Boasting about ourselves, our good words, and our accomplishments is also a form of conforming to the world. This means that we live our daily life without God.

Travelling was a common activity in the ancient world of the Roman Empire (think of Paul). Some Christians had become apathetic about life, and no longer depended on God. Even though they possessed the Word of God, they did not act accordingly. James reprimands them for this shortcoming. He emphasizes that they are completely dependent on the Lord.  Life is, at best, uncertain (Proverbs 27:1). Verses 15 and 16 introduce the well-known provision of Deo Volente, or "Lord willing". Instead of self-satisfaction in our independence, we must depend on the Lord and show this in our daily conduct.

Warning to the Rich🔗

The warning to the rich (5:1-6) is reiterated with the same words ("Come now", 4:13). James directs these words to the rich members of the congregation. James does not tell the other believers to spurn or despise them, rather he calls the rich and places them under the discipline of the gospel, just as Christ did (Luke 6:24-25; 1 Timothy 6:9-10; cf. Amos 6:3-7). The ownership of property is a risky undertaking (Matthew 6:19). James emphasizes the attitude of the owners; he points out the injustice of retaining the wages of the labourer (Leviticus 19:13; Deuteronomy 24:14-15; Job 31:38-39; cf. Psalm 146). He shows that a selfish, luxurious life is an abuse of God's gifts (James 1:17); it is a sin against God and neighbour (v. 6).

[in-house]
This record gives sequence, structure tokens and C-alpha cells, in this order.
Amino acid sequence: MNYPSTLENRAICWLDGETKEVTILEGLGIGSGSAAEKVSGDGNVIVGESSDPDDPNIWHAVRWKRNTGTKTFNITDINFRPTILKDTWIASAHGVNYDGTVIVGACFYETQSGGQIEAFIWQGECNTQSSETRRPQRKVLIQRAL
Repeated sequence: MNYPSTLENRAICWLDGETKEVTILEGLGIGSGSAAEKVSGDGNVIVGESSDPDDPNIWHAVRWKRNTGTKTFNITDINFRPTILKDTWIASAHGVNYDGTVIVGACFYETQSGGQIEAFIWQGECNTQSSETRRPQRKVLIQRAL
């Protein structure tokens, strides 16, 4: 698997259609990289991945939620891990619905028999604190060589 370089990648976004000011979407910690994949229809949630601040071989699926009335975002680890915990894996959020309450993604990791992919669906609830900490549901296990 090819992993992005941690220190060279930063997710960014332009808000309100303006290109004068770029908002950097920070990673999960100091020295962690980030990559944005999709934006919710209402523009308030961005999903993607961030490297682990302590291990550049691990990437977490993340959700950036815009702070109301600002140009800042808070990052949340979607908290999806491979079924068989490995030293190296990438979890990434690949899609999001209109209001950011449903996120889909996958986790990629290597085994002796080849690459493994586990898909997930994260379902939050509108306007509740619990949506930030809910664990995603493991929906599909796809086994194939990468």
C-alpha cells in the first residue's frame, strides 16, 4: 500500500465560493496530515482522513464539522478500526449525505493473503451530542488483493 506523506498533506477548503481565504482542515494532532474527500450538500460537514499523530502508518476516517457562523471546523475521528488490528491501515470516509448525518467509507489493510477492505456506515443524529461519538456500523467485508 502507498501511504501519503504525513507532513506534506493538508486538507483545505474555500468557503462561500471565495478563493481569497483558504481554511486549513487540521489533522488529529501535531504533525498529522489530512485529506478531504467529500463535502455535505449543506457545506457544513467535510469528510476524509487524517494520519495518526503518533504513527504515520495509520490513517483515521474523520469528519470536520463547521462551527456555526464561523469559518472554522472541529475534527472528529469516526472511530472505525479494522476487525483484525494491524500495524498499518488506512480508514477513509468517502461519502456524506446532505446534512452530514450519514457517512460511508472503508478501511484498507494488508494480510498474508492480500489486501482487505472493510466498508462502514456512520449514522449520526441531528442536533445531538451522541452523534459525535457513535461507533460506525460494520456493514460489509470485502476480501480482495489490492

Questions for Discussion🔗

  1. What can we do when unbelievers point out the sins of the church?
  2. Must we always use the phrase "Lord willing" when plans are made, for instance, announcements of meetings?   
  3. What does the Scripture teach us concerning our possessions?
  4. What are the requirements for relationships in the church?  Discuss the problems of personal relationships which have become evident in our modern life.    

Add new comment

(If you're a human, don't change the following field)
Your first name.
(If you're a human, don't change the following field)
Your first name.

Plain text

  • No HTML tags allowed.
  • Web page addresses and e-mail addresses turn into links automatically.
  • Lines and paragraphs break automatically.